Media release | Hastings & Pleadwell: A Communication Company
Hu Honua Receives Draft Air Permit; High Level of Island-wide Support
HILO, HI — February 22, 2011—Hu Honua Bioenergy, which received high levels of support from Hawaii Island residents in a recent survey, announced it is able to meet or exceed the stringent public health air emission requirements set in the draft air permit just released by the Hawaii Department of Health.
Hu Honua is refurbishing a power facility into a renewable biomass energy plant in an existing industrial complex at Peepekeo on the Hamakua Coast of Hawaii Island.
“This draft permit, and our positive discussions with the U.S. Environmental Protection Agency (EPA) confirm Hu Honua’s commitment to the highest public health standards,” said Rick McQuain, Hu Honua president.
The draft permit calls for addition of a baghouse which collects dust and particles, continuous emissions monitoring for hydrogen chloride and carbon monoxide, limitations on boiler startups, lower emission and other limits. It also prohibits the use of higher-sulfur S500 biodiesel fuel to start the burners.
“HuHonua’s base operations will be fueled by biomass—wood or wood chips,” McQuain said, “but on startup, the boilers require the boost of a higher combustion fuel, so we will use a low sulfur biodiesel, compliant with the draft permit.”
The draft permit is open for 30 days of public comment.
“We are pleased that the DOH review notes that Hu Honua had an existing covered source permit (CSP) for an older technology, and that we voluntarily agreed to apply for a new one, requiring more stringent emission levels,” McQuain said.
He noted that Hu Honua also surveyed Big Island residents to get a sense of the level of acceptance for the planned 23.8-megawatt biomass facility. Island residents clearly see the need for locally grown, renewable fuel to generate electricity and for stabilized electricity rates.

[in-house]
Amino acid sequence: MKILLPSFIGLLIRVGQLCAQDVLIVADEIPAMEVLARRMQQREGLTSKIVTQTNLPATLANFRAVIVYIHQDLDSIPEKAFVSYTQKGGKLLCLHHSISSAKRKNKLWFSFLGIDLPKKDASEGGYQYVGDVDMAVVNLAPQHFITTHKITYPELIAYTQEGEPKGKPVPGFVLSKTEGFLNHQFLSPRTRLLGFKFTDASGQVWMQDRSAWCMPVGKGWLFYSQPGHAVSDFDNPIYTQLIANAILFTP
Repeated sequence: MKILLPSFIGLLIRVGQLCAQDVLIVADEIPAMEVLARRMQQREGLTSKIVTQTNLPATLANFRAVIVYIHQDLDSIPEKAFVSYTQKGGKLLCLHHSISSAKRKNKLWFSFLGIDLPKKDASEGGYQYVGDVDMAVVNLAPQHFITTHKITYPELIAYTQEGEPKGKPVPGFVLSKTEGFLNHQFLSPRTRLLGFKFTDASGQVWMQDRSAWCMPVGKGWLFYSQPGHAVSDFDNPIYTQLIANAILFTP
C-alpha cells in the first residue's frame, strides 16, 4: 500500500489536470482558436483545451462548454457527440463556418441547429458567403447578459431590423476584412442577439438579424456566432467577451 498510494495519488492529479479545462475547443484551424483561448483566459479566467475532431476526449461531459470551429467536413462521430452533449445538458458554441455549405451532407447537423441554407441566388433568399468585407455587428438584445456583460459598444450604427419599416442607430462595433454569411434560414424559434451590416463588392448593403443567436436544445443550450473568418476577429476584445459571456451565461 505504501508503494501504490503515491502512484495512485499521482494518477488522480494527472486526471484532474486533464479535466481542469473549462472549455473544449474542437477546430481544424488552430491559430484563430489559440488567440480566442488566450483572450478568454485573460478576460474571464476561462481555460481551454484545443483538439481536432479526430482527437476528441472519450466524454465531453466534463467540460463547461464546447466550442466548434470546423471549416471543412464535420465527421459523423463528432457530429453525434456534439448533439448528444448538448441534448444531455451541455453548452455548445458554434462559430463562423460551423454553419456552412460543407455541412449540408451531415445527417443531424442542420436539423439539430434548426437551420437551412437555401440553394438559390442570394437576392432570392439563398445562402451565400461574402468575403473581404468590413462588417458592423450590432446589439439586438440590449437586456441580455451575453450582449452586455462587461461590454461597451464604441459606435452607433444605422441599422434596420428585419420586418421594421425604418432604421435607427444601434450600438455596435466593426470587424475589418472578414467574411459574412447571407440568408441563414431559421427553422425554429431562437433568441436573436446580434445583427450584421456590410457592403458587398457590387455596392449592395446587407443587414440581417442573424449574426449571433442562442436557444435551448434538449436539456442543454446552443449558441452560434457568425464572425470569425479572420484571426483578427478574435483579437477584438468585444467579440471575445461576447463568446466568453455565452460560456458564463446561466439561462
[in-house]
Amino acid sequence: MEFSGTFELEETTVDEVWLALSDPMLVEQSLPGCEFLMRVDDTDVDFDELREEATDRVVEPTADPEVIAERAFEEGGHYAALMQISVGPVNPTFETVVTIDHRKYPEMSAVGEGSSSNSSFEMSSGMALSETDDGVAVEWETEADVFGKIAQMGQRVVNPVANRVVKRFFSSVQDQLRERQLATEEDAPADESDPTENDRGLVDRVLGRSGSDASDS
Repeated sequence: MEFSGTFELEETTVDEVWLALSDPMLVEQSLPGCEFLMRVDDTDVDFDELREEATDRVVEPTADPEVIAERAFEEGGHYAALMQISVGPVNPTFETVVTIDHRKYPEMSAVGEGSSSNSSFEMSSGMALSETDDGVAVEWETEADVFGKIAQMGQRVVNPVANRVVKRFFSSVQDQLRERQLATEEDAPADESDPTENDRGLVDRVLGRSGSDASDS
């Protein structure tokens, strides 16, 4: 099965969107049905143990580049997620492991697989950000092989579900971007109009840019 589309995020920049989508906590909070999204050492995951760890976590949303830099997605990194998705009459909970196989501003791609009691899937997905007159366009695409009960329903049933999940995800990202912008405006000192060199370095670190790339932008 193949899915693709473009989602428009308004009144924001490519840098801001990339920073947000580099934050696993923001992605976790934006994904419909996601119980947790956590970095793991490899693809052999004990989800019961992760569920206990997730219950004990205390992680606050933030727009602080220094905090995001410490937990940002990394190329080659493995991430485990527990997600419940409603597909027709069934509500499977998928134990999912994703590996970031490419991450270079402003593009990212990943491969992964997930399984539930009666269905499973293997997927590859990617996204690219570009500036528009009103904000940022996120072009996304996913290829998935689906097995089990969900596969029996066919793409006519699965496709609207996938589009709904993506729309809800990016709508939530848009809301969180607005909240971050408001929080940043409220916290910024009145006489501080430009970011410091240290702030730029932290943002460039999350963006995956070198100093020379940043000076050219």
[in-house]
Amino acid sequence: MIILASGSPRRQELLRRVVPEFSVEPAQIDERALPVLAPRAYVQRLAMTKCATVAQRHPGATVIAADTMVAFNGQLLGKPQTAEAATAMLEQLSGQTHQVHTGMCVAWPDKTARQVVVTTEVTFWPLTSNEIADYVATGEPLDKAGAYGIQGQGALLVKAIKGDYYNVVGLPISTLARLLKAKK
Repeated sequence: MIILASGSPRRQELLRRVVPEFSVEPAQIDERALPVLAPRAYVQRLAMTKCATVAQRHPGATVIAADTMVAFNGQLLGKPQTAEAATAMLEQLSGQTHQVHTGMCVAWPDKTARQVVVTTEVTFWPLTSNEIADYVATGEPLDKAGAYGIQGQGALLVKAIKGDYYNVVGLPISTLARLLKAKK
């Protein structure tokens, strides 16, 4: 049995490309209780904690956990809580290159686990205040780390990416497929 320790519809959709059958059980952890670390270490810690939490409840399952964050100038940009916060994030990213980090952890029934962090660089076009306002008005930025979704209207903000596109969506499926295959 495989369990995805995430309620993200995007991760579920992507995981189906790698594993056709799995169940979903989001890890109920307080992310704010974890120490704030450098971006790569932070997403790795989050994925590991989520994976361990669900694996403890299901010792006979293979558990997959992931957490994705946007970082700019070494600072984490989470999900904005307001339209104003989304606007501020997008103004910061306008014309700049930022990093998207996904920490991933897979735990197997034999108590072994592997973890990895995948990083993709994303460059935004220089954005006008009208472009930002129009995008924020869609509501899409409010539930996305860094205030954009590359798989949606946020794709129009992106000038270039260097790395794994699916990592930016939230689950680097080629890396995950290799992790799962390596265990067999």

The survey, conducted in December by Qmark Research of Honolulu, found that 70 percent of those asked indicated they favor the Hu Honua facility.
Nearly 75 percent see great benefit to the stabilizing effect the local, renewable fuel will have on electric rates. The facility would provide “base load” electricity, which essentially is steady electricity, as opposed to other alternatives such as wind and solar, which are intermittent and depend on weather conditions. To varying degrees, an overwhelming majority (>89 percent) supports the facility’s mission to produce renewable energy in an environmentally responsible manner.
Qmark Research, which conducted the poll, is a well-respected research organization founded by Barbara Ankersmit 15 years ago. She has more than 30 years of experience across Hawaii, the Mainland and the Pacific region.
The research also indicated many Big Island residents are not aware that Hu Honua has committed to a high-level environmental and safety standards. “We’ll be increasing our outreach to the community to let them know,” McQuain said.
Hu Honua Bionenergy is converting the old Hilo Coast Processing sugar mill power plant into a modern biomass energy facility. After sugar operations ceased, the plant operated for some years as a coal-fired power plant.
When completed, it can supply 10 percent of the island’s power needs from renewable resources.
Besides the construction jobs (estimated at 100 for nearly a year), Hu Honua anticipates there will be 30 full time plant jobs and about 120 indirect jobs in the timber industry and other support for the operation.
Hu Honua has also applied for a Shoreline Management Area (SMA) use permit amendment from Hawaii County. There is an existing permit for the old operation and Hu Honua seeks to have it changed for biomass rather than coal.
This SMA permit is subject to a contested case hearing, the evidentiary portion of which was held last fall. The hearing officer is expected to close the hearing soon and then has 45 days to make his recommendation to the County Planning Commission. The County Planning Department has recommended approval.
(Research Methodology: 405 interviews conducted Dec. 8-11, 2010, margin of error +/- 4.9 percentage points with 95 percent confidence level.)